The SEPW URL has changed. Use:

http://sepw.digital-scholarship.org/

or http://www.digital-scholarship.org/sepb/sepw/sepw.htm

There is a mirror site at:

http://www.digital-scholarship.com/sepb/sepw/sepw.htm

The RSS feed is unaffected.

For weekly updates about news articles, Weblog postings, and other resources related to digital culture (e.g., copyright, digital privacy, digital rights management, and Net neutrality), digital libraries, and scholarly electronic publishing, see the latest DigitalKoans Flashback posting.

Lessig’s Code: Version 2.0 Is Published

Posted in Copyright, Creative Commons/Open Licenses on December 11th, 2006

Lawrence Lessig’s Code: Version 2.0 is out. This update of the now classic Code and Other Laws of Cyberspace was written using a Wiki, with Lessig editing and refining that digital text.

The resulting book is under a Creative Commons Attribution-ShareAlike 2.5 License.

It can be freely downloaded in PDF form. Later, the final version of the book will be available on a second Wiki.

Collex: Remixable Metadata for Humanists to Create Collections and Exhibits

Posted in Digital Humanities, Metadata, Scholarly Communication on December 11th, 2006

What is Collex? The project’s About page describes it in part as follows:

Collex is a set of tools designed to aid students and scholars working in networked archives and federated repositories of humanities materials: a sophisticated COLLections and EXhibits mechanism for the semantic web.

Collex allows users to collect, annotate, and tag online objects and to repurpose them in illustrated, interlinked essays or exhibits. It functions within any modern web browser without recourse to plugins or downloads and is fully networked as a server-side application. By saving information about user activity (the construction of annotated collections and exhibits) as ‘remixable’ metadata, the Collex system writes current practice into the scholarly record and permits knowledge discovery based not only on the characteristics or ‘facets’ of digital objects, but also on the contexts in which they are placed by a community of scholars.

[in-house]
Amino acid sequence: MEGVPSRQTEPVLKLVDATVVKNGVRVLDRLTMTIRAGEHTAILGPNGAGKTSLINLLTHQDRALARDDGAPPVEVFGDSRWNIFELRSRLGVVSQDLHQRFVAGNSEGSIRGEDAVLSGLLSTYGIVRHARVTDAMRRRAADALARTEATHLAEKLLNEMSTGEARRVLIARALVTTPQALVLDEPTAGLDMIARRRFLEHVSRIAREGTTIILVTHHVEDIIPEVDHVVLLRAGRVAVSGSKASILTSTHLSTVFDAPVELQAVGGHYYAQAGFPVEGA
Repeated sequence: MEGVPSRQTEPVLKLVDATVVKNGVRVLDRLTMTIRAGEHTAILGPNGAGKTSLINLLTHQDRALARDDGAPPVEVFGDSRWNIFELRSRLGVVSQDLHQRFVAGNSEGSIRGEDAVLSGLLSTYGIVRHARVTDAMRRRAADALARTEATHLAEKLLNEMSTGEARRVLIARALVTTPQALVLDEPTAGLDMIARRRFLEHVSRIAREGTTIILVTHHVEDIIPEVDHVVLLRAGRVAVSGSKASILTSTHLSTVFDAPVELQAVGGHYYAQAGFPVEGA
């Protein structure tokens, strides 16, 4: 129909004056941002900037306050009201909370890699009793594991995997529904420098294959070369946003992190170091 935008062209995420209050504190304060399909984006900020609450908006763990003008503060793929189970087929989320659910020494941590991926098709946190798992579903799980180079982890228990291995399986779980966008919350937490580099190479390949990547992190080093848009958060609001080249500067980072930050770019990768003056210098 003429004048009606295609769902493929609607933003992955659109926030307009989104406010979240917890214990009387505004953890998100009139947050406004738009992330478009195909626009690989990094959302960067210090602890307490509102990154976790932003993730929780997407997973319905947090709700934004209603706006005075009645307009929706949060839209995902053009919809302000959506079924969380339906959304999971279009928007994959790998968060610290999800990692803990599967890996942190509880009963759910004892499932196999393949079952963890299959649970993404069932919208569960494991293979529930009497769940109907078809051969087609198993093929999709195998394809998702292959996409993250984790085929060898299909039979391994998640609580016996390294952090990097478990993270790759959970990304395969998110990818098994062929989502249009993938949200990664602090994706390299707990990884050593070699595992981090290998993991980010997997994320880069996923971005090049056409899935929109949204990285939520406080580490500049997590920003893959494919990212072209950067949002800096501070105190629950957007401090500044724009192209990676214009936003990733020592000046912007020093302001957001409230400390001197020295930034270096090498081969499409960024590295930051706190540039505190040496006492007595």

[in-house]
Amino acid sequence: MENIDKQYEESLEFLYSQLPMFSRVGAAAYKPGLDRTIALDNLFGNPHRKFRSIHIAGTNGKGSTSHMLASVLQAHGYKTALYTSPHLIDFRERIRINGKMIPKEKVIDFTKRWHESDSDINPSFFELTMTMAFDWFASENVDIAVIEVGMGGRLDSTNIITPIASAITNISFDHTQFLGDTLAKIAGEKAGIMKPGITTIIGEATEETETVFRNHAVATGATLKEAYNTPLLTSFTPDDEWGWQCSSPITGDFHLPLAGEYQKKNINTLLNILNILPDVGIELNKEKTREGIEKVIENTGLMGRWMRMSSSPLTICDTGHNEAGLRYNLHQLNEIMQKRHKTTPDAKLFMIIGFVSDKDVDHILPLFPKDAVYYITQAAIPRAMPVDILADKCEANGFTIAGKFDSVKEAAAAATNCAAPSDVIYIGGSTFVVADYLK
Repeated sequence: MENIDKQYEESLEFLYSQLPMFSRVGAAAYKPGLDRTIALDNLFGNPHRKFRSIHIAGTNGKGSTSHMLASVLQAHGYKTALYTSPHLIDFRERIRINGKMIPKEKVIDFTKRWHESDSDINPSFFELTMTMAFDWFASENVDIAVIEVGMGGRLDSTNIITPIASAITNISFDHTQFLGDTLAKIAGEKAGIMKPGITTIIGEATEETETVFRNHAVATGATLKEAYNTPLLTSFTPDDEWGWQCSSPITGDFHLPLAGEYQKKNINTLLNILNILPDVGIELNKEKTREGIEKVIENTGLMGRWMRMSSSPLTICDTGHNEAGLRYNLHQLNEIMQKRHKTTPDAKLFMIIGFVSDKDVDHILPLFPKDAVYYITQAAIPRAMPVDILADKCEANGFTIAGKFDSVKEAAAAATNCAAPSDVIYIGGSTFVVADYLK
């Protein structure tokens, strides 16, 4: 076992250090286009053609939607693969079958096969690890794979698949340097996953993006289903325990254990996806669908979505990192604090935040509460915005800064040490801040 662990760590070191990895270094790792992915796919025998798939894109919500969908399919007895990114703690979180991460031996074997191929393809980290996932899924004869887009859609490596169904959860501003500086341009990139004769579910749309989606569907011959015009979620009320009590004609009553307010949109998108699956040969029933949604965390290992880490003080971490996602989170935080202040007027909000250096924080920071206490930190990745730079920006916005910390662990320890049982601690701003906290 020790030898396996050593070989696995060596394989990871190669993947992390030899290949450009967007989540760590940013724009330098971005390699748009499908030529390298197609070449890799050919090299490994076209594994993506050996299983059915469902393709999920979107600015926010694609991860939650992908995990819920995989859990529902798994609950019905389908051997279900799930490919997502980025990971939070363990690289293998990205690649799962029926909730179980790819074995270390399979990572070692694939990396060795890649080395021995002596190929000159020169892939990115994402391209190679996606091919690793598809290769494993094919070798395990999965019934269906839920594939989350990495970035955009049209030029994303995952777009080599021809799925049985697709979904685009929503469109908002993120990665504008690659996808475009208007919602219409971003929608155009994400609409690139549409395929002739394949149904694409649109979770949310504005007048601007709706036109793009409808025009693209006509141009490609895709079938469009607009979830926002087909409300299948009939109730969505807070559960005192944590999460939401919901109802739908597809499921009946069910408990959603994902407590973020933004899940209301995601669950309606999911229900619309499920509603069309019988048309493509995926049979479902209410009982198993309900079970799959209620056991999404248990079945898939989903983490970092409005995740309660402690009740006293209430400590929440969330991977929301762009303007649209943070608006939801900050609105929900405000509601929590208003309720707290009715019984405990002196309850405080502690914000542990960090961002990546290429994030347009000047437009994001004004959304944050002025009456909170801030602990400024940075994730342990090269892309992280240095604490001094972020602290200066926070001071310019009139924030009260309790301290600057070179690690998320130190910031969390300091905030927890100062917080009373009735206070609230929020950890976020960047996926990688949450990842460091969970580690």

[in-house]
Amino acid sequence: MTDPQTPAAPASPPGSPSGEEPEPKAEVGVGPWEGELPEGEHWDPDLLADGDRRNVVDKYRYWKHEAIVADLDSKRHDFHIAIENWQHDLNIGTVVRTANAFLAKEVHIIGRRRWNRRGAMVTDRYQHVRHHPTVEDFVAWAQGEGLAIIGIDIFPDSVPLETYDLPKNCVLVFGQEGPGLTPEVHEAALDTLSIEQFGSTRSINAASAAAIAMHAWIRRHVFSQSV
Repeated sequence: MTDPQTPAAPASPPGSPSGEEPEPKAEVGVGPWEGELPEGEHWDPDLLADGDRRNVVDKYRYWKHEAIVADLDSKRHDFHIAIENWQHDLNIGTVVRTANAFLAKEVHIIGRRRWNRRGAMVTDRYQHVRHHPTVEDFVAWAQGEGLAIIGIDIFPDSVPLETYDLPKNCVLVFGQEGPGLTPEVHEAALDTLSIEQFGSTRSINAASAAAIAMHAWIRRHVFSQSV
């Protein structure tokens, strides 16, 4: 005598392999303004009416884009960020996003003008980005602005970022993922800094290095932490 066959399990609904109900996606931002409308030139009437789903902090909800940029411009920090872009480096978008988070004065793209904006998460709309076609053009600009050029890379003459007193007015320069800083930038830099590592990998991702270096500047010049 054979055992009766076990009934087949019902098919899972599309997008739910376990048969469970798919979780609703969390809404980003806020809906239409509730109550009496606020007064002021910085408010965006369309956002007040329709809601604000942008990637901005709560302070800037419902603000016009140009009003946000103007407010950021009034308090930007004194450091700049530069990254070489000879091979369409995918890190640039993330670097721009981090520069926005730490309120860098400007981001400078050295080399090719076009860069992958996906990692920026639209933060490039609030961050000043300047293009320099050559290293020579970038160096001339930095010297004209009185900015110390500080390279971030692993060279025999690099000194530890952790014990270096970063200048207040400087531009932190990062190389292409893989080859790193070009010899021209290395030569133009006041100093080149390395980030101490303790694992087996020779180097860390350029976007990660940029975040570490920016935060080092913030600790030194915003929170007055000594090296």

A detailed description of the project is available in "COLLEX: Semantic Collections & Exhibits for the Remixable Web."

You can see Collex in action at the NINES (a Networked Interface for Nineteenth-Century Electronic Scholarship) project, which also uses IVANHOE ("a shared, online playspace for readers interested in exploring how acts of interpretation get made and reflecting on what those acts mean or might mean") and Juxta ("a cross-platform tool for collating and analyzing any kind or number of textual objects").

The About 9s page identifies key objectives of the NINES project as follows:

  • It will create a robust framework to support the authority of digital scholarship and its relevance in tenure and other scholarly assessment procedures.
  • It will help to establish a real, practical publishing alternative to the paper-based academic publishing system, which is in an accelerating state of crisis.
  • It will address in a coordinated and practical way the question of how to sustain scholarly and educational projects that have been built in digital forms.
  • It will establish a base for promoting new modes of criticism and scholarship promised by digital tools.

People Metadata

Posted in Metadata on December 9th, 2006

A message by Liddy Nevile on DC-General has spawned an interesting thread about the need to have a metadata scheme that describes people. Other participants note related efforts, such as BIO, the FOAF Vocabulary Specification, GEDCOM, the North Carolina Encoded Archival Context (EAC) Project, and the XHTML Friends Network.

MLA Task Force on Evaluating Scholarship for Tenure and Promotion Report

Posted in Scholarly Communication on December 8th, 2006

The MLA Task Force on Evaluating Scholarship for Tenure and Promotion has issued an important report. (The MLA is the Modern Language Association of America.)